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Gene Mapping with a Three-Point Cross

The page Genetic Linkage and Linkage Maps shows how carrying out three different dihybrid test crosses in the corn plant reveals:

Here we shall see how a single test cross of a trihybrid corn plant ; that is,

reveals

Hypothetical breeding data are shown in this table.

Group Expressed Alleles
(Phenotype)
Crossovers Number Totals
1 CShBz None; the parentals 479 952
2 cshbz 473
3 C|shbz Single; between C and others 15 28
4 c|ShBz 13
5 CSh|bz Single, between Bz and others 9 18
6 csh|Bz 9
7 C|sh|Bz Double recombinants 1 2
8 c|Sh|bz 1
    Totals 1000  


Eight different phenotypes — representing the 8 possible genotypes (23 = 8) are produced. Scoring them reveals

But adding the distances between C and Sh and Sh and Bz gives a map distance between C and Bz of 5.0 cM not the 4.6 cM revealed by the data (and the same number that a C,c,Bz,bz dihybrid cross would have produced).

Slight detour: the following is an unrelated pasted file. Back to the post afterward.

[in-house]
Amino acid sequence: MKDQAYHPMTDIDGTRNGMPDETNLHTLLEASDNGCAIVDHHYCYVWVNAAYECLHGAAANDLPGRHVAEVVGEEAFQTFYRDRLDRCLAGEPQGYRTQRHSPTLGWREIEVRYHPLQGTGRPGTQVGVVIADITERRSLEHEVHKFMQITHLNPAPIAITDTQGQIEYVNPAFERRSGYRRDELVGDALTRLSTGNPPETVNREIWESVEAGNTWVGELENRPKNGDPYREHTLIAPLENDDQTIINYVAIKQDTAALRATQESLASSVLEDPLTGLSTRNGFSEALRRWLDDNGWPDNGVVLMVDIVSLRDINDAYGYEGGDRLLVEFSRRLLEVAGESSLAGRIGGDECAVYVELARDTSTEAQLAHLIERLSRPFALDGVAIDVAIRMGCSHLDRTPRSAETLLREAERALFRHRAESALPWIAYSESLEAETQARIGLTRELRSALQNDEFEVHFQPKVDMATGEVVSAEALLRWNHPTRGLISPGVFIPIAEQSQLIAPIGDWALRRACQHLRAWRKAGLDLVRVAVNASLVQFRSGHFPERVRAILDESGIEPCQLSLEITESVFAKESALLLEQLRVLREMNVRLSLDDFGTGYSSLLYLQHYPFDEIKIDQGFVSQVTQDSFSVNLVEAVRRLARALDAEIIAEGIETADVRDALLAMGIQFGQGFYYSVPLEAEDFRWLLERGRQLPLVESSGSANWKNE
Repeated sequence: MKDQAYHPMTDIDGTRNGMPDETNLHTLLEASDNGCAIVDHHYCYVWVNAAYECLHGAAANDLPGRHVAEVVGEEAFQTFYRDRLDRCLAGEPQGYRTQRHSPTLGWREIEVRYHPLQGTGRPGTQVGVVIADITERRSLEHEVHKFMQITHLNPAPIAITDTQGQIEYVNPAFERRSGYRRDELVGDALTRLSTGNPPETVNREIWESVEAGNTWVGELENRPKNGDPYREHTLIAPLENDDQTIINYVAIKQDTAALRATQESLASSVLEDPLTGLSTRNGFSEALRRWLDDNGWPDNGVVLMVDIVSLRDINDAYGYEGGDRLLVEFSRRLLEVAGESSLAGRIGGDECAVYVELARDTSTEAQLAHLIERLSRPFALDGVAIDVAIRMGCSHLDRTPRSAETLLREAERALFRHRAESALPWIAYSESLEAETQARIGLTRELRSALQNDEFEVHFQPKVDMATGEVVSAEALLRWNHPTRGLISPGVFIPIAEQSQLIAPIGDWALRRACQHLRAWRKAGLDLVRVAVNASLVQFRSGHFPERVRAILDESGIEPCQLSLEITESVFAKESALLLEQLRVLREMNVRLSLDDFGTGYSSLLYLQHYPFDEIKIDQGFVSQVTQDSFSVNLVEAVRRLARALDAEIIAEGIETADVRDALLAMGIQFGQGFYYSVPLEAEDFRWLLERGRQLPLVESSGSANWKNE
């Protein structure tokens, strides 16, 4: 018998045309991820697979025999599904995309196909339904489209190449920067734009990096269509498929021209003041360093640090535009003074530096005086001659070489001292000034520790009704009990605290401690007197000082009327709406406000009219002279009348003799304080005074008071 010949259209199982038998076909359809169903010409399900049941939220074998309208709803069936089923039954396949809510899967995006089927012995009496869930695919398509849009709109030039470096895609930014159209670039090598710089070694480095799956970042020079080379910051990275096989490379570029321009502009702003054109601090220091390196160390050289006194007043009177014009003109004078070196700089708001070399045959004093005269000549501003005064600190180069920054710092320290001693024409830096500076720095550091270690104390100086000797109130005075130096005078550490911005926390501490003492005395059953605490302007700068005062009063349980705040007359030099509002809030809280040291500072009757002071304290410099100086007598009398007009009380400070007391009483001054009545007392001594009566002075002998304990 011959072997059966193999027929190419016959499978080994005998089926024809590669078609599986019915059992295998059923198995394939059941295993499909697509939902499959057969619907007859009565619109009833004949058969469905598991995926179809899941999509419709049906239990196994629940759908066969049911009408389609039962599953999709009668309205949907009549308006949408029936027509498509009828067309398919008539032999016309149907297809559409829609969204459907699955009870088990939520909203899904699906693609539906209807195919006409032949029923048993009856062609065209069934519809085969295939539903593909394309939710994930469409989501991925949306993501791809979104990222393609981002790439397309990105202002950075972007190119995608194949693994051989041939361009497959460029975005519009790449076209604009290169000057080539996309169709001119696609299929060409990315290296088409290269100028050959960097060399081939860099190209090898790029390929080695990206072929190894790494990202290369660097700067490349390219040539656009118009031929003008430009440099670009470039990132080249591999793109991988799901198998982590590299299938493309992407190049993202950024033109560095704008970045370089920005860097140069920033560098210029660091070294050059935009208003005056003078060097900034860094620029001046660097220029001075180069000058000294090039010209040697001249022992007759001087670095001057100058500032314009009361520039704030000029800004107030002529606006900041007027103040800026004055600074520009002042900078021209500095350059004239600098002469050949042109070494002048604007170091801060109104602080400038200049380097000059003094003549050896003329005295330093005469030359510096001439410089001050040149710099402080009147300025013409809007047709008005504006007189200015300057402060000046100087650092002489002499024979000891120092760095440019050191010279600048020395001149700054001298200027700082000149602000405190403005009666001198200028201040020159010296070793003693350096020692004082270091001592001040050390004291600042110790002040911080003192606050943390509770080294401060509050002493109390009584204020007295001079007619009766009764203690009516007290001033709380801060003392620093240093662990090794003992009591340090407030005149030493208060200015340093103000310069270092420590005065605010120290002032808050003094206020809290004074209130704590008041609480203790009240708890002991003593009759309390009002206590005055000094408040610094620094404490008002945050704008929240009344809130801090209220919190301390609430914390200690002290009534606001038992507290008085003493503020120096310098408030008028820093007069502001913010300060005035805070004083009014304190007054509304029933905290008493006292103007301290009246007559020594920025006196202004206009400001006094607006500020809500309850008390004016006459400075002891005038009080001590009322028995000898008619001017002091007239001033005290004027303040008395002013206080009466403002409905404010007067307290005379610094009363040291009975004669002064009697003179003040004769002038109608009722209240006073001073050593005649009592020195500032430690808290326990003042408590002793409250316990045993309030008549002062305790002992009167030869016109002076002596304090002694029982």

Why the discrepancy?

Because the double recombinants restored the parental configuration, they were missed in the scoring. So the two rare classes of double recombinants need to be added (twice) to the data.

28 + 18 + 2 + 2 = 50/1000 = 5%

to get the true value.

So the map of this region of the chromosome is:

This exercise underscores the rule that the closer the intervals examined, the more accurate the map.

A three-point cross also gives the gene order immediately.

The procedure is:

  1. Determine the rarest classes (here, C,sh,Bz and c,Sh,bz) because two crossovers between a pair of loci will be rarer than one.
  2. In these two groups, the alleles that specify the trait that was not seen in the parents (sh and Sh) occupy the middle locus.
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19 February 2011